RJ Hampton, an elite high school prospect, let the world know the college basketball route wasn’t for him in late May. Instead of playing for a blue-blood program, he will begin his professional basketball journey for the NBL’s New Zealand Breakers.
The 6-foot-5 guard made the announcement on ESPN’s Get Up television program.
Texas Tech Basketball target RJ Hampton decides to forgo college basketball and play professionally in the Australian NBL for the New Zealand Breakers pic.twitter.com/ReplZVH2Nl
— Eric Kelly (@EricKellyTV) May 28, 2019
Prior to the show, only the best programs were on the talented young man’s radar. While it shifted here and there, those schools included the Duke Blue Devils, Kentucky Wildcats, Memphis Tigers and Kansas Jayhakws.
Immediately after the segment aired, the takes on social media began. Pro-player rights folk celebrated the move without anything other than surface-level evaluation. Those who see the risk, while weighing the reward, were a bit more spectacle. The track record of top rated high school players skipping college to play overseas isn’t the best, though it would be insincere if we failed to acknowledge the level of players who left the states in search of an alternative path.
There simply hasn’t yet been a projected can’t-miss NBA prospect who has taken this option over college before. Semantics over who was projected to be selected when can be argued, working in either the pro or con direction, but not only is the sample-size to properly measure success and failure lacking, but it’s missing an insanely hyped high school kid who was earnestly projected as a top two or three NBA Draft selection.
For Hampton, who isn’t expected to be a top three pick, he was honest about his situation.
“My No. 1 goal is to play in the NBA,” Hampton told ESPN. “I wanted to be an NBA player before I ever wanted to be a college player. This is about getting ready for the next level faster and more efficiently. Both of my parents went to college. My mom got her master’s degree. Education is a big thing in our family, but this is about focusing 100 percent on basketball. You can always go back to college, but there’s only a short window as an athlete where you can play professional basketball, and I want to take advantage of that. I think that challenging yourself on a daily basis is the best way to improve.”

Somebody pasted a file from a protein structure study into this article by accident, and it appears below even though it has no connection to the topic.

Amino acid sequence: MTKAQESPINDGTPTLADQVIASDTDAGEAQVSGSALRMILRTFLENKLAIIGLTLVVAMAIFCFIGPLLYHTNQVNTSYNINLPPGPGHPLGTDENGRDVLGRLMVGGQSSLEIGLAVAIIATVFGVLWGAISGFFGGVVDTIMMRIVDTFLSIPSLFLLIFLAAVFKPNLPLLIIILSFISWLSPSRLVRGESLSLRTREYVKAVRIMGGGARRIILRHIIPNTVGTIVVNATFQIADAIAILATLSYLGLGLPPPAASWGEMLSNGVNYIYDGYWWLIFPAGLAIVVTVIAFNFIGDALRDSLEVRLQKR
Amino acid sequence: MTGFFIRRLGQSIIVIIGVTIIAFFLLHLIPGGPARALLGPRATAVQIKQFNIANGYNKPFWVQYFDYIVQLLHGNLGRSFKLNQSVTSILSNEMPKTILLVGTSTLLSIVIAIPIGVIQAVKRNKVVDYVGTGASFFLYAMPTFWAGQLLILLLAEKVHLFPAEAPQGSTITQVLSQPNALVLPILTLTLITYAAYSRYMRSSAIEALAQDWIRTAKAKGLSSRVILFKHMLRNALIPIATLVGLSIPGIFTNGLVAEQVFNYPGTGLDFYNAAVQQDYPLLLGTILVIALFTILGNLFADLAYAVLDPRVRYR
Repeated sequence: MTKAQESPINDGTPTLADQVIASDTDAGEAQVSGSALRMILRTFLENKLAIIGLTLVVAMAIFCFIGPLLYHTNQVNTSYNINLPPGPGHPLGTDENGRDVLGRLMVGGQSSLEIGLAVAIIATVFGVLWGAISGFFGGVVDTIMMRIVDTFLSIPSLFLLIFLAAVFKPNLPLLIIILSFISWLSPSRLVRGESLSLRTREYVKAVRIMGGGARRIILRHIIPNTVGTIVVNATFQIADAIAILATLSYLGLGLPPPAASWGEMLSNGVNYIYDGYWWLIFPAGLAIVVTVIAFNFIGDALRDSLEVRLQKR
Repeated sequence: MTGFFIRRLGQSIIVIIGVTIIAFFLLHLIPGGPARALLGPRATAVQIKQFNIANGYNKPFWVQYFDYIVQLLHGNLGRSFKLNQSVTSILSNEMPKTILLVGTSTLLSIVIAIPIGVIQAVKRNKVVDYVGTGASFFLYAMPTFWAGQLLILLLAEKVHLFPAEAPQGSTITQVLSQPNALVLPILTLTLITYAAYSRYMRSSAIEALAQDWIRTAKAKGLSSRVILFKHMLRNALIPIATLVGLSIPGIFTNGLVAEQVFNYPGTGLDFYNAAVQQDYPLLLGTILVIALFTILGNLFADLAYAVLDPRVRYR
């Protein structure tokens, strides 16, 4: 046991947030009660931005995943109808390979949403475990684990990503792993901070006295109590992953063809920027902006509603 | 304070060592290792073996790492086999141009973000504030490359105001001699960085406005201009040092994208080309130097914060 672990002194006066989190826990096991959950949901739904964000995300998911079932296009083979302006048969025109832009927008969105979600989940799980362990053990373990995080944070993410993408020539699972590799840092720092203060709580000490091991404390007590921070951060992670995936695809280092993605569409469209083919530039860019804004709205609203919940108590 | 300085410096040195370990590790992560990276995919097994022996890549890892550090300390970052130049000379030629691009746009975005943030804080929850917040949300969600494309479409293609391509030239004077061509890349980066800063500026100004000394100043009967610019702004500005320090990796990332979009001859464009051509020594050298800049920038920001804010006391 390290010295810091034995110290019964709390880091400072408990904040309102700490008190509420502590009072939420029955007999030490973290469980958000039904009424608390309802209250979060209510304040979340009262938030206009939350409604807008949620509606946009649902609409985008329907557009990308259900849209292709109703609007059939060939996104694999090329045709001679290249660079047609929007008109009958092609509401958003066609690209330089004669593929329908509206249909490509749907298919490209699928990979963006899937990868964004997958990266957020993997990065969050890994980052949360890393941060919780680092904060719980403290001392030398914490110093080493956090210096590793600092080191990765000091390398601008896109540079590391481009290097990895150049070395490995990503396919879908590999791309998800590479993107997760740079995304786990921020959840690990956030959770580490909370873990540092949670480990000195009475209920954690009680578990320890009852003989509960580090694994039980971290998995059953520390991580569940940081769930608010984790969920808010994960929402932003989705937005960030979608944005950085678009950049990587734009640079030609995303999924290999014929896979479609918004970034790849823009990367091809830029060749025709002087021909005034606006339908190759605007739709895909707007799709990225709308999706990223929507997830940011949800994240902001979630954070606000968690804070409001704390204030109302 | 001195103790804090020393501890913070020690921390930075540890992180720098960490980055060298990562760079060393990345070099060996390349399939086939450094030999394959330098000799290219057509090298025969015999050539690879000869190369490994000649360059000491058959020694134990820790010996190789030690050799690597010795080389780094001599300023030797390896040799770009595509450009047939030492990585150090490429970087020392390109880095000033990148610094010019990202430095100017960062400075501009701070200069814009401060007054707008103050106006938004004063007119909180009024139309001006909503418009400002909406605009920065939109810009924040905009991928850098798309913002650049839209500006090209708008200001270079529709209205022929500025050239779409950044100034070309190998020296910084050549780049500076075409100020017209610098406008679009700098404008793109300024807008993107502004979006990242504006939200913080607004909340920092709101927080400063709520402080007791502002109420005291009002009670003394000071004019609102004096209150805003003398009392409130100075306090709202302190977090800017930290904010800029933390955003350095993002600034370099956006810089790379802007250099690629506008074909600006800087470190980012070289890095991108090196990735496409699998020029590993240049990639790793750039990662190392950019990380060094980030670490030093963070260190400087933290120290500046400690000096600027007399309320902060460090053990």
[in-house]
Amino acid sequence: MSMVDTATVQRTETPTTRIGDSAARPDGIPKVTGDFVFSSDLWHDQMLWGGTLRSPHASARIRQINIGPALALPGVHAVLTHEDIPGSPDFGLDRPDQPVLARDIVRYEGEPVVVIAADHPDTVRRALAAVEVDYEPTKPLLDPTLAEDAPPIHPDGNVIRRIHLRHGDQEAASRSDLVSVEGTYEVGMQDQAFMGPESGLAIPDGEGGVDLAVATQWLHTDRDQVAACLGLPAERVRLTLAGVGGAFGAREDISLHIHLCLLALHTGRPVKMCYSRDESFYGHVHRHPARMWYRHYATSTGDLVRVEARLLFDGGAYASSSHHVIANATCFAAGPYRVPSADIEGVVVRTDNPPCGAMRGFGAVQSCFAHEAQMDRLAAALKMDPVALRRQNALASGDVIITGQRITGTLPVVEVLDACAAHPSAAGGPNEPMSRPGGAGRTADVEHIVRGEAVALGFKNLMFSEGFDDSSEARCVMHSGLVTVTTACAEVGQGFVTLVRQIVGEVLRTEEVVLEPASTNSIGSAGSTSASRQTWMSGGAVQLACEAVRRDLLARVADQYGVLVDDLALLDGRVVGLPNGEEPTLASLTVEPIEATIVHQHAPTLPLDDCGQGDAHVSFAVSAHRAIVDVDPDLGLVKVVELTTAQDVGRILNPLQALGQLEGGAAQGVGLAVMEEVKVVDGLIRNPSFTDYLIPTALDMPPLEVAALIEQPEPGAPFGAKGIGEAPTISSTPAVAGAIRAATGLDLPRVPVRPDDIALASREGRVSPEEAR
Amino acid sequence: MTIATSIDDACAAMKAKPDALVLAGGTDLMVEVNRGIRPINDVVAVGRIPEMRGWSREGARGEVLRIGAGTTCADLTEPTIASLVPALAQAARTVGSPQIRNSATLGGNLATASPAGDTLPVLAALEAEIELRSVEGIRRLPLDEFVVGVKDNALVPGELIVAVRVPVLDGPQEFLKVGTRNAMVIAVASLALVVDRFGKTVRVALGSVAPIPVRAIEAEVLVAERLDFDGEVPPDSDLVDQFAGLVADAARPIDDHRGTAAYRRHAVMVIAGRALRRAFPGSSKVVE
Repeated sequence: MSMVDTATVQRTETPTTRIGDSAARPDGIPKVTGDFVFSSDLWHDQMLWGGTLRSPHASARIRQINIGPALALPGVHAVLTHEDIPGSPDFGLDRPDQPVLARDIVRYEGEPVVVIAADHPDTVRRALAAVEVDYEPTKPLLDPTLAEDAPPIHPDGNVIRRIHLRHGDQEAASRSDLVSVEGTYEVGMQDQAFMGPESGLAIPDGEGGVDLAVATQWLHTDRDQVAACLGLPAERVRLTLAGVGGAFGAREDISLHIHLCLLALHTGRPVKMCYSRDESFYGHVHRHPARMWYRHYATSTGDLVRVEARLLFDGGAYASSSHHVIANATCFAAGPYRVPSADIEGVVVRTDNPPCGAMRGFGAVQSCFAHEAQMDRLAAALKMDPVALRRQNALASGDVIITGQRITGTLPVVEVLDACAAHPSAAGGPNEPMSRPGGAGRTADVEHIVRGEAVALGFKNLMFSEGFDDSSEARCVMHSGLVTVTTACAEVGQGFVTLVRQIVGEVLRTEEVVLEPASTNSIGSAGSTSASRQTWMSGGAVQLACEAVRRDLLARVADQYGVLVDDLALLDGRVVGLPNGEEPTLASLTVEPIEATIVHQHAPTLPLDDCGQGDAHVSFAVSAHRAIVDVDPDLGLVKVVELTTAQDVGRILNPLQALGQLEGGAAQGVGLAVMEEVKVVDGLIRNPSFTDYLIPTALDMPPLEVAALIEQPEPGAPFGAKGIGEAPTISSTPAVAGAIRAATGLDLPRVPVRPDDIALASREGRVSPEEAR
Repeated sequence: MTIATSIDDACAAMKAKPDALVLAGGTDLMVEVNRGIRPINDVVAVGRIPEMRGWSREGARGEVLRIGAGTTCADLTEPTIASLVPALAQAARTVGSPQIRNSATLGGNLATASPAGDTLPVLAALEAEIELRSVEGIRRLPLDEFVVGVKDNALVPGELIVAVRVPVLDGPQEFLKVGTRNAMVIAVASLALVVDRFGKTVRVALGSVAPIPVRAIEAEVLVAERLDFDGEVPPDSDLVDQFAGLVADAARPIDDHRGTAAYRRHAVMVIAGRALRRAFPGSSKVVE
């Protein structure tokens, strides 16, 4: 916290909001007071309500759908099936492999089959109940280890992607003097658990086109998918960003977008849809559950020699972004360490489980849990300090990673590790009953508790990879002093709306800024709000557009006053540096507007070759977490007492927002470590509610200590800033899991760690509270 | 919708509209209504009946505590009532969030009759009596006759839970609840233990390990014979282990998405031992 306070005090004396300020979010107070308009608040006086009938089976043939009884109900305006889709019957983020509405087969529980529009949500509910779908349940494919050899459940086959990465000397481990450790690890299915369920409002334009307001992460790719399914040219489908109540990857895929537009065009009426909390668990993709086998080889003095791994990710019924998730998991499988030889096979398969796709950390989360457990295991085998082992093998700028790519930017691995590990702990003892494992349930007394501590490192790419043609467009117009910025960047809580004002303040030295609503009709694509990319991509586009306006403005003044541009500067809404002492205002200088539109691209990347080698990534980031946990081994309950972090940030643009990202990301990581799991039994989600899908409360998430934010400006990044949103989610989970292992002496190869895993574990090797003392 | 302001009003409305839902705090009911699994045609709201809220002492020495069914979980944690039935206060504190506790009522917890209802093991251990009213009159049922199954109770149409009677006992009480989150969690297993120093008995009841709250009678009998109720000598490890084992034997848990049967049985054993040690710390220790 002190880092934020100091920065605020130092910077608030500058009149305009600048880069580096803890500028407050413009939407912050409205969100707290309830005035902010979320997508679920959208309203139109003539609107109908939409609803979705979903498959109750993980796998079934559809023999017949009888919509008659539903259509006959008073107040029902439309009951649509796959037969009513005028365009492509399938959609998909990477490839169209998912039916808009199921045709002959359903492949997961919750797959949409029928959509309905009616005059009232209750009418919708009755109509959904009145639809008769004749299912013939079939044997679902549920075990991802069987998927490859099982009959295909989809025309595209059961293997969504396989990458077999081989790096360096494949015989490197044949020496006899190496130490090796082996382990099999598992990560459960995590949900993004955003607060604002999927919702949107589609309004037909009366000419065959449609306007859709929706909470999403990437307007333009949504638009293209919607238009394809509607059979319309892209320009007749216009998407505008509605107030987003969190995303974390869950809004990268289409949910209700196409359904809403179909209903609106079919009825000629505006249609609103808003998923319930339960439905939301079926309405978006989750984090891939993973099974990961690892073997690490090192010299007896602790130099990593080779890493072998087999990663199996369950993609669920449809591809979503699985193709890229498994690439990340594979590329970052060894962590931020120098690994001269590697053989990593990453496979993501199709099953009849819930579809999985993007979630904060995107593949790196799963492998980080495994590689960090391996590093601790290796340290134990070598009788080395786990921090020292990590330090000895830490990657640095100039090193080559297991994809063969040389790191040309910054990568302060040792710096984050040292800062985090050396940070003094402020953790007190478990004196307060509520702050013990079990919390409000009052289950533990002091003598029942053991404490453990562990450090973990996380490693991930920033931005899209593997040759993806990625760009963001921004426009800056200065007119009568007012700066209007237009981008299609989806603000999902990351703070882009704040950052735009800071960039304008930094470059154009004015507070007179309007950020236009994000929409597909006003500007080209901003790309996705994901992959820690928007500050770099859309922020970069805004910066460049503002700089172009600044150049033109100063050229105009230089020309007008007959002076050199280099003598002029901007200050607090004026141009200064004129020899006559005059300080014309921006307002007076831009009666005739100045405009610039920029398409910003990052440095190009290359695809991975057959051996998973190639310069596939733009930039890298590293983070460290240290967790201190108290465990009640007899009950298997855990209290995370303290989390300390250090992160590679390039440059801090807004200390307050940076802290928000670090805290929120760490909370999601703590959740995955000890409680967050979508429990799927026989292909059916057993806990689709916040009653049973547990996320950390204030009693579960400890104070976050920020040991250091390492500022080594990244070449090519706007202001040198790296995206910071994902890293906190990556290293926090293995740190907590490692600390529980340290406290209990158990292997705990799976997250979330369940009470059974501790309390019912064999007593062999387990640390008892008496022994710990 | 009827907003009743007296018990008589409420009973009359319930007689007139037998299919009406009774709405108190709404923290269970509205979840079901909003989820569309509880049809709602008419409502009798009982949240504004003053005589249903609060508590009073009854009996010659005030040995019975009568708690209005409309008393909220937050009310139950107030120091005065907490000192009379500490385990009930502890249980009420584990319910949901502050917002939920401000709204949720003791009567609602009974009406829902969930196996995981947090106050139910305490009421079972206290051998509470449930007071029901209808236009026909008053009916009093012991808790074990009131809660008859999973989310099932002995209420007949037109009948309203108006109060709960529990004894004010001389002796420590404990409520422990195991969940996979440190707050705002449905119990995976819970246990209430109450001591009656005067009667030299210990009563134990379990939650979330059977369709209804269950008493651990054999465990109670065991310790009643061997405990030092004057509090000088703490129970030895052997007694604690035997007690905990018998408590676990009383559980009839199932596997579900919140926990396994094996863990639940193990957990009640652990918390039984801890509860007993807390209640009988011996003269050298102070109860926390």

Brandon Jennings, Emmanuel Mudiay, Mitchell Robinson and so on, all skipped college for different reasons. These will be the three players most often used as a comparison point for RJ Hampton, but it will absent the obvious differences in how each player was projected to do at the NBA level.
And that’s what this conversation is truly about. Hampton bypassing the traditional route is still an outlier maneuver. He’s not blazing new trails for guys coming after him, even if people in his camp are suggesting as such. This new-wave narrative was spun each time before the guard, despite this alternative actually being taken remaining as rare as uncooked steak.
Hampton is making a professional basketball decision. Yes. Of course. The ability to begin his earning potential early, which college basketball can’t offer, is clearly part of the deal. Still, this isn’t the deathblow to the sport so many will suggest it is.
If the FBI scandal hasn’t hurt the NCAA’s ability to profit under the ideal of amateurism, the fifth ranked talent in a recruiting class opting for New Zealand is unlikely to create an impact outside a few days of people yelling at clouds.
“I think he’s ready, that’s why we weren’t going back to high school,” Rod Hampton, RJ’s father, told 247Sports. “It’s never been a dream of his to play college basketball, it’s been a dream of his to use college basketball as a vehicle to get to the NBA. … He’s playing against grown men. He’s learning how to practice like a pro, and learning how to do everything like a pro and I just think those options outweigh going to college.”
And that’s where the difference likely rests for RJ Hampton, as well as those few who might eventually follow suit. However, it needs to be noted harshly, that’s it. It’s the number of options players who don’t want to go to college now have.
Basketball, at all levels, is different in 2019. Options aren’t limited to just college basketball, especially not for those who have zero interest in spending a single semester pretending to be a student-athlete — which is clearly a preference based decision each prospect will weigh on a case-by-case basis.
Options aren’t the evil, either. Not for the players or the coaches or the sport that just lost one of the best high school players in the country. There’s zero winners when forcing anyone into a situation they don’t want. Equally as important, to have coaches oversee young men who don’t want to be there.
Hampton supposedly had offers in China, tested well in high school, and had his pick of pretty much any college hoops program he wanted. All of which is inherently great… for him. But that’s it. That’s the line in the sand. This isn’t about altruistic ideals or grand alterations to college hoops’ forever turning cogs. At least not until there’s sincere evidence to show this path less traveled has heavier traffic year-over-year.
Until then, there’s no reason to hold our collective breath.
Editor’s note: This column first appeared on Forbes, but has been republished under the original author’s name at CBBToday thanks to the publisher-contributor agreement.
Joseph Nardone has covered college basketball for nearly a decade at various outlets. You can follow him on Twitter @JosephNardone.
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